Probate is a legal proceeding initiated after a property owner’s death that ensures and validates the legitimacy of his or her estate. Probate law is the set of regulations and rules that govern the process, and its intricacies are difficult for the average person to understand. One of the most frequent areas for confusion is what must be included in the probate process and what can be excluded. More information on assets and probate is provided in the sections below.
Assets in Probate
Generally speaking, probate laws recognize individually owned assets as needing to go through the process. These include financial accounts in the person’s name, as well as properties and physical assets owned solely by a decedent. In many instances, personal items fall into this category as well. Examples include vehicles, jewelry, fine art, and other things that are the sole property of the person who passed away.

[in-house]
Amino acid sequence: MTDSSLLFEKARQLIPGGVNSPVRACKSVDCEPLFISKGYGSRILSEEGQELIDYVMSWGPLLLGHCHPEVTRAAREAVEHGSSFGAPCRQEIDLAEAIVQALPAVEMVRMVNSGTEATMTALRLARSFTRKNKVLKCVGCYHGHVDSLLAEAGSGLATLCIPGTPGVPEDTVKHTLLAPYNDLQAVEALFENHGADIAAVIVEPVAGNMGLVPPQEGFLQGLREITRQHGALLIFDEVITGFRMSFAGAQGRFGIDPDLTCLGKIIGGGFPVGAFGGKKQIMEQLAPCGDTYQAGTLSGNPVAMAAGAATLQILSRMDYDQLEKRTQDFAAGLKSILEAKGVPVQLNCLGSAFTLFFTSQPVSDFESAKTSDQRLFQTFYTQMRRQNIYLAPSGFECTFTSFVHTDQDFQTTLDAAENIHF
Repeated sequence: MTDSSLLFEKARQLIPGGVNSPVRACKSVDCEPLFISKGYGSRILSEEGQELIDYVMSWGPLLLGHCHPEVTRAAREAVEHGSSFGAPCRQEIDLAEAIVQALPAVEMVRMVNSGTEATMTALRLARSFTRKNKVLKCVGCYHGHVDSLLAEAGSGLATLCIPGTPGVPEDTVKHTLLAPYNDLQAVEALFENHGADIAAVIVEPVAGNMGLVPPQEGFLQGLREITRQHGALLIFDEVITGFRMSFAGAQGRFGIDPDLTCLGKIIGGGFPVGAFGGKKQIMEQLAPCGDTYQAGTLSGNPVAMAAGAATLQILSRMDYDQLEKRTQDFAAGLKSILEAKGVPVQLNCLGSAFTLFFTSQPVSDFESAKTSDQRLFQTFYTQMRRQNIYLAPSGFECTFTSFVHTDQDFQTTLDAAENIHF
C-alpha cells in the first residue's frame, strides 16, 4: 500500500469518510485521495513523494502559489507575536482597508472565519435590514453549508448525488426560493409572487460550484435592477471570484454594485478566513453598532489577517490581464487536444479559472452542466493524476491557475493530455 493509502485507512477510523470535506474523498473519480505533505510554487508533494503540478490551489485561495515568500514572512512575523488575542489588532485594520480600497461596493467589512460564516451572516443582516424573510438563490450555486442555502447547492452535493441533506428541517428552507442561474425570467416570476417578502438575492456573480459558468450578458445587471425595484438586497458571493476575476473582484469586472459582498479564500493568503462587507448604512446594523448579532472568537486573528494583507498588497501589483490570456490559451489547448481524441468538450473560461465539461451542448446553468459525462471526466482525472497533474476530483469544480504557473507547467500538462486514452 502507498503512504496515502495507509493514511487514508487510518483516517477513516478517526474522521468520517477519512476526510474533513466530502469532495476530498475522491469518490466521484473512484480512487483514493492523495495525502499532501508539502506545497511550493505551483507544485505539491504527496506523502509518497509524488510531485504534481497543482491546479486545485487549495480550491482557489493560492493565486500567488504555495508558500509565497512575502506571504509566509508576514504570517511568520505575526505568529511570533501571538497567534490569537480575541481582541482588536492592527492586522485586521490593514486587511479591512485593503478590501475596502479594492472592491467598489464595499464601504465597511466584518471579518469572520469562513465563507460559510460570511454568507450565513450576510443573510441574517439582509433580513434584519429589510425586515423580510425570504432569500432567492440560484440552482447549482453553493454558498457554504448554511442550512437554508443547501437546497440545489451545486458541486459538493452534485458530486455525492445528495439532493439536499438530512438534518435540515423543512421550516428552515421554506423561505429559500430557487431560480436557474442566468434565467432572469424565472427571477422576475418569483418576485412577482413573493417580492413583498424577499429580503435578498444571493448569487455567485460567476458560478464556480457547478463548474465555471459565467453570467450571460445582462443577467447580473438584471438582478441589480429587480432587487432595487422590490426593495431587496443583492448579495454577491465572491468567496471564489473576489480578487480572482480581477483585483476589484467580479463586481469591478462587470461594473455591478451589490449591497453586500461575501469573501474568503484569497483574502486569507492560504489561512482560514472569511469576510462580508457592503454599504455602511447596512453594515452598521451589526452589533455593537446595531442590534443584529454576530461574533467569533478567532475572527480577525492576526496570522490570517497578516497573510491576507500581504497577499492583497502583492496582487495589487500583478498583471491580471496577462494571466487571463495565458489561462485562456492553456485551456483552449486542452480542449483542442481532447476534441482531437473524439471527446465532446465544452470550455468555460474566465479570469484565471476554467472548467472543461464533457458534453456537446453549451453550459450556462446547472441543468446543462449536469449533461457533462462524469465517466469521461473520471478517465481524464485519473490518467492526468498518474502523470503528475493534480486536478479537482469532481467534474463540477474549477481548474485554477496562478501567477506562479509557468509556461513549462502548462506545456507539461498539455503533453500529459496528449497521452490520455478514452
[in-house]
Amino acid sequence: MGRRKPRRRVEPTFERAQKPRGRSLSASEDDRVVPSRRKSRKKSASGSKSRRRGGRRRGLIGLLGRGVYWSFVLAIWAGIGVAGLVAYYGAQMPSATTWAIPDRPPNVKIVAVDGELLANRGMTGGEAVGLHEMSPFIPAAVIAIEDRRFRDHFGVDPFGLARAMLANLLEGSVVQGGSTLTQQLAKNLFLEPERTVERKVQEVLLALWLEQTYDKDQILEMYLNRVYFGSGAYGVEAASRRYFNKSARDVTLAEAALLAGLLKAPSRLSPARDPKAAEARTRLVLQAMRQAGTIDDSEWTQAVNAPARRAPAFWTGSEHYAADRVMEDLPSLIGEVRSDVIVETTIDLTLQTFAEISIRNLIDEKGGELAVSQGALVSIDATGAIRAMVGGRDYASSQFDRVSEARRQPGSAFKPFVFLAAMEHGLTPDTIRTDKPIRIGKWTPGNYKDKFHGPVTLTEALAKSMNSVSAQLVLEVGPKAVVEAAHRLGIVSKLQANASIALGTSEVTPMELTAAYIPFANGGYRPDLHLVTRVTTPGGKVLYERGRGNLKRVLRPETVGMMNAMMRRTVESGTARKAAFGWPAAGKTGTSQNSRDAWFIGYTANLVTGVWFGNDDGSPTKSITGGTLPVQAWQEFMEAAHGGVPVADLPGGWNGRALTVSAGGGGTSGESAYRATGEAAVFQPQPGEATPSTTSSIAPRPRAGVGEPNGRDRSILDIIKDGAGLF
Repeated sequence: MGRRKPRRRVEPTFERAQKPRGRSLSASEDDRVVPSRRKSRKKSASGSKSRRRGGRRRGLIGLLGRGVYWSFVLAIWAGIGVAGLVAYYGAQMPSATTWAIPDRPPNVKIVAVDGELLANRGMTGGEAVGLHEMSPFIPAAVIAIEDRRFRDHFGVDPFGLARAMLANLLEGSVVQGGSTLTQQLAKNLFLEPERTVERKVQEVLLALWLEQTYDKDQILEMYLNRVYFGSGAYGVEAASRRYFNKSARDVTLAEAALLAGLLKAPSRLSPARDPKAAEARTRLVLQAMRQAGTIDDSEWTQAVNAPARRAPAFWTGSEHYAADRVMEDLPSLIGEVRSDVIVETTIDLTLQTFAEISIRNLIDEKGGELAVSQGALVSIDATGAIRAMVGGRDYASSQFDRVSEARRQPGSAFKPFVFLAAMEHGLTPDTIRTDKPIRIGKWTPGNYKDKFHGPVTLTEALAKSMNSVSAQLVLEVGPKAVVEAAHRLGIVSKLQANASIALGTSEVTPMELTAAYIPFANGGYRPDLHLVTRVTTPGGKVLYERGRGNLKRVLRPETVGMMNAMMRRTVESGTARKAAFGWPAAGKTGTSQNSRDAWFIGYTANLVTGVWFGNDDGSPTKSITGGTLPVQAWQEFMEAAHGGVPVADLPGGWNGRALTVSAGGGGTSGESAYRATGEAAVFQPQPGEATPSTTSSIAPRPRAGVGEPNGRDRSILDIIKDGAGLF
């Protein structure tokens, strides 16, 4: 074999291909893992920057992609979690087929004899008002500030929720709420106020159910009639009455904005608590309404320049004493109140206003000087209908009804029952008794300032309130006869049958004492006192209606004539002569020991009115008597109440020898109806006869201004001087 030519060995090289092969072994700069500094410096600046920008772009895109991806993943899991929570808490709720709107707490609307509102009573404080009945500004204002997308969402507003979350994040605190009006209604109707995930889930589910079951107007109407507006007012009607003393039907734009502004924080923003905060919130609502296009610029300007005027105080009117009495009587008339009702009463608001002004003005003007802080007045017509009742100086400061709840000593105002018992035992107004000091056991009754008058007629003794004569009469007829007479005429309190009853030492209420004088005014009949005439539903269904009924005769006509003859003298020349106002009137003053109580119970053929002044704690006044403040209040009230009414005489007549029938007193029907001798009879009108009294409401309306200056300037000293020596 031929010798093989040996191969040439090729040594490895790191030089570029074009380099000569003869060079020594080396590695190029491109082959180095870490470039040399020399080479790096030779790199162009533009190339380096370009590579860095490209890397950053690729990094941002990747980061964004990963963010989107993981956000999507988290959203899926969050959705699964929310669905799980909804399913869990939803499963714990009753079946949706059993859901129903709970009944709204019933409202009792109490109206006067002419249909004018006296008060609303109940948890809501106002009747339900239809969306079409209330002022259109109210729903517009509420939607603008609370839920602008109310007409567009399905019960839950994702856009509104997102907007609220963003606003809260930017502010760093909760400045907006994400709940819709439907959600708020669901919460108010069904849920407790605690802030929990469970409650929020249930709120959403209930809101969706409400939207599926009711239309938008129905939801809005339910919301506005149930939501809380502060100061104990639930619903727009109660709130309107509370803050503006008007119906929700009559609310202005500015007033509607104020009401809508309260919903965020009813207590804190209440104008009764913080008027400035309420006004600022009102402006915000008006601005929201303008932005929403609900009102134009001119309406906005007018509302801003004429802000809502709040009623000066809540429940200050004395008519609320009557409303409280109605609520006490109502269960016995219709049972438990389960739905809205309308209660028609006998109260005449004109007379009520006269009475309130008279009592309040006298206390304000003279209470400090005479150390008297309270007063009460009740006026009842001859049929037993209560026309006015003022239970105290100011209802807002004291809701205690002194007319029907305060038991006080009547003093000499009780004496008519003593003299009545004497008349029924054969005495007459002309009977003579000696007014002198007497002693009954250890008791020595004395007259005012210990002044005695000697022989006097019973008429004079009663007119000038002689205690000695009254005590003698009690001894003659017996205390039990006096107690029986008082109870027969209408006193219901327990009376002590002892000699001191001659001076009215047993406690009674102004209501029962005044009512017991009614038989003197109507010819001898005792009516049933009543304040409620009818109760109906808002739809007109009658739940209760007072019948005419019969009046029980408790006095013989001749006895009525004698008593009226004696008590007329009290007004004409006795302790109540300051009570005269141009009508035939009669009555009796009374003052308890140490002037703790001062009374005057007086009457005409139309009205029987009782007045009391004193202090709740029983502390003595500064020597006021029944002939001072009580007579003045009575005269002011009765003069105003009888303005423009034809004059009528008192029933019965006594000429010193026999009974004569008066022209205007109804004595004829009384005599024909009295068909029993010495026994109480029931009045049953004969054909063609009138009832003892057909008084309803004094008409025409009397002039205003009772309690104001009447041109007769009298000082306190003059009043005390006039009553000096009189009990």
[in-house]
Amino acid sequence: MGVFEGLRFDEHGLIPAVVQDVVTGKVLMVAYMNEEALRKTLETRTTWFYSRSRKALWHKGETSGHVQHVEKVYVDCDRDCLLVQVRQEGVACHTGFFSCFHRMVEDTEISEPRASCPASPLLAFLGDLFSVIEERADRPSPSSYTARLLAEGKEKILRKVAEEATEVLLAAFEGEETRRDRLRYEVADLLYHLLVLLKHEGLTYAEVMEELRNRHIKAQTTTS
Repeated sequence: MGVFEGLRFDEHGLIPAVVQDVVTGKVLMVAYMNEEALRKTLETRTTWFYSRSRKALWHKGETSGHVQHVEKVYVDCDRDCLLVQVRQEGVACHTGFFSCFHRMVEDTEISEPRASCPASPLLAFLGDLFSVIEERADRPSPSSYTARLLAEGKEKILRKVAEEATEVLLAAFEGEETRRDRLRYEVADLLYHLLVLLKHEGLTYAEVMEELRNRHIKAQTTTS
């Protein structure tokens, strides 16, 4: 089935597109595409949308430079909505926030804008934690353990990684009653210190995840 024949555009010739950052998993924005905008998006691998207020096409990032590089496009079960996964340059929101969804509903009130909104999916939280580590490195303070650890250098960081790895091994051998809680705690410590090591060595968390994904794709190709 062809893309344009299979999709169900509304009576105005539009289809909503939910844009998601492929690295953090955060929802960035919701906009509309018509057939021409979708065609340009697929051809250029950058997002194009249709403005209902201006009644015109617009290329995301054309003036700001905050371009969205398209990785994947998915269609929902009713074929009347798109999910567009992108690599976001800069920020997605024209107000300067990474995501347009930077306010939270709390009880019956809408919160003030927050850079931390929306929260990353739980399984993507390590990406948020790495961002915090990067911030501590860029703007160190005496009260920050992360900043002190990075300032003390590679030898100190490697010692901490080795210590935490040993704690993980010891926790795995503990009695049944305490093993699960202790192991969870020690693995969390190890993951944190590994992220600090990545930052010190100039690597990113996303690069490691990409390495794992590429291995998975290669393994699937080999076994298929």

Assets Outside of Probate
Probate laws become more complicated when non-probate assets enter the picture. Essentially, all items that are mutually owned and those involving contracts fall under the non-probate category. This may include joint retirement accounts and jointly-owned property. These assets are typically contract-based. For instance, a joint retirement account usually comes with considerations as to how the assets will be distributed upon the holder’s death.
How Probate Lawyers Can Help
Probate attorneys are legal professionals who work in the field of trusts and wills. They represent a person’s estate throughout the process and provide legal advice and advocacy at every step. In the case of non-probate personal assets, they can help a client ensure a smooth transition of inheritance and ownership through a living trust that keeps things out of probate.